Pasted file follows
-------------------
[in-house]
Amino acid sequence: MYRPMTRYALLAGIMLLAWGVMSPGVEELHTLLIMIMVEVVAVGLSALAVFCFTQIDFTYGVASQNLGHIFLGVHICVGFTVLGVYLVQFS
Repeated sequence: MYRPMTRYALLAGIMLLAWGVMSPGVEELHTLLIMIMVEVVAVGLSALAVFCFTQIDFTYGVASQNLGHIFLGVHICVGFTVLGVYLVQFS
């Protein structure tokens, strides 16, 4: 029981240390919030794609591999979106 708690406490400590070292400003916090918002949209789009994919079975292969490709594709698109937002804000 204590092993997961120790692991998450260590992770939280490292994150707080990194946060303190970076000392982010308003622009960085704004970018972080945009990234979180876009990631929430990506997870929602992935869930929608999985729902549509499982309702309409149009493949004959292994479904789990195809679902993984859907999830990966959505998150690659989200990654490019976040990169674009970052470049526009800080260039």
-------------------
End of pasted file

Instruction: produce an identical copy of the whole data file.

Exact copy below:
[in-house]
Amino acid sequence: MYRPMTRYALLAGIMLLAWGVMSPGVEELHTLLIMIMVEVVAVGLSALAVFCFTQIDFTYGVASQNLGHIFLGVHICVGFTVLGVYLVQFS
Repeated sequence: MYRPMTRYALLAGIMLLAWGVMSPGVEELHTLLIMIMVEVVAVGLSALAVFCFTQIDFTYGVASQNLGHIFLGVHICVGFTVLGVYLVQFS
């Protein structure tokens, strides 16, 4: 029981240390919030794609591999979106 708690406490400590070292400003916090918002949209789009994919079975292969490709594709698109937002804000 204590092993997961120790692991998450260590992770939280490292994150707080990194946060303190970076000392982010308003622009960085704004970018972080945009990234979180876009990631929430990506997870929602992935869930929608999985729902549509499982309702309409149009493949004959292994479904789990195809679902993984859907999830990966959505998150690659989200990654490019976040990169674009970052470049526009800080260039």